or a United States senator. The legislature was divided into three parties—radicals, conservative Republicans, and Democrats, or copperheads, neither strong enough to elect without a fusion with one of the others. A union of the radicals and the conservatives was, of course, most desired by the administration; but their bitterness had become so great that either would prefer a bargain with the Democrats rather than with the other. The Hon. E. B. Washburne, representative in Congress from Illinois, made an opportune visit to St. Louis about this time, procured an interview with me at the house of a common friend, and led me into a frank conversation relative to this political question. I told him candidly that in my opinion the desired union of radicals and conservatives was impossible, for they were more bitterly opposed to each other than either was to the Democrats. Mr. Washburne went to Washington, and reported to the President that I was opposed to the much-desired radical and
John M. Schofield, Forty-six years in the Army, Chapter XXVIII (search)
f the people desire the maintenance of law and order. The action of the Chief Executive has given universal satisfaction. Miles, Major-General Commanding. by the President of the United States of America. A proclamation. Whereas, by reason of unlawful obstructions, combinations, and assemblages of persons, it has become impracticable, in the judgment of the President, to enforce, by the ordinary course of judicial proceedings, the laws of the United States within the State of Illinois, and especially in the city of Chicago, within said State: And whereas, for the purpose of enforcing the faithful execution of the laws of the United States and protecting its property, and removing obstructions to the United States mails, in the State and city aforesaid, the President has employed a part of the military forces of the United States: Now, therefore, I, Grover Cleveland, President of the United States, do hereby admonish all good citizens and all persons who may be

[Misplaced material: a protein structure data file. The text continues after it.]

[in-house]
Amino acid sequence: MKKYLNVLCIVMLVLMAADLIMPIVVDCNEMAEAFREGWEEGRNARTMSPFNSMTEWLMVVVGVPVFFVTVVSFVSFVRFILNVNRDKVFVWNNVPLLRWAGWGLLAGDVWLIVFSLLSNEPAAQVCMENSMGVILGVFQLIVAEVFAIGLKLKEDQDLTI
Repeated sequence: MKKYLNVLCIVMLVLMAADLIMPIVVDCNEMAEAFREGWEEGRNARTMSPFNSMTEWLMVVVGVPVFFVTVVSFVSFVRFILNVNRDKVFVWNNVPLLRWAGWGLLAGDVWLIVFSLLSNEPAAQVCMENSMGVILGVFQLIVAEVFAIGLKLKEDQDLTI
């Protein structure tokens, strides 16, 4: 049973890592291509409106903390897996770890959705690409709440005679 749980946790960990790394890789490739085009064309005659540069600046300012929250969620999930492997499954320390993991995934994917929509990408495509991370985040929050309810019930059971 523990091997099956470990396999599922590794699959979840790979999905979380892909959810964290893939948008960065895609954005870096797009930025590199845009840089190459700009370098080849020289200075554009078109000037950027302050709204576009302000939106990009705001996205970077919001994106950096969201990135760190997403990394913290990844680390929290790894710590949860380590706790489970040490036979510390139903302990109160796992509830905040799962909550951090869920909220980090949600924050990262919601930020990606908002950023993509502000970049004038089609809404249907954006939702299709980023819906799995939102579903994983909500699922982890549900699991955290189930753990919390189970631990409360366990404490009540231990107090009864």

John M. Schofield, Forty-six years in the Army, Index (search)
nature, 428 Hunt, Maj.-Gen. Henry J., suggests the establishment of a light-artillery school, 426, 427 Hunter, Maj.-Gen., David, factional troubles under his administration in Missouri, 95 I Idaho, obstruction of railroads in, 512 Illinois, the Schofield family removes from New York to, 1; Rev. James Schofield's mission work in, 1; the labor riots of 1894, 493 et seq. Independence, Mo., Ewing and S. at, 84 Indiana, a young soldier representative of, 155, 156; to be called onman's movement to control, 333; Sherman crosses, 338 Schofield, Brig.-Gen. George W., accompanies S. to Paris, 385 Schofield, Mrs., Harriet, marriage, 29; children, 29; death, 29 Schofield, Rev., James, father of the author, 1; moves to Illinois, 1; mission work, 1; on the inspiration of the Bible, 8; perturbed over his son's affluence, 16, 17 Schofield, Lieut.-Gen. John M. (elsewhere in this Index referred to as S.), birth, 1; early education, 1, 2; farm work, 2; surveyor in Wiscons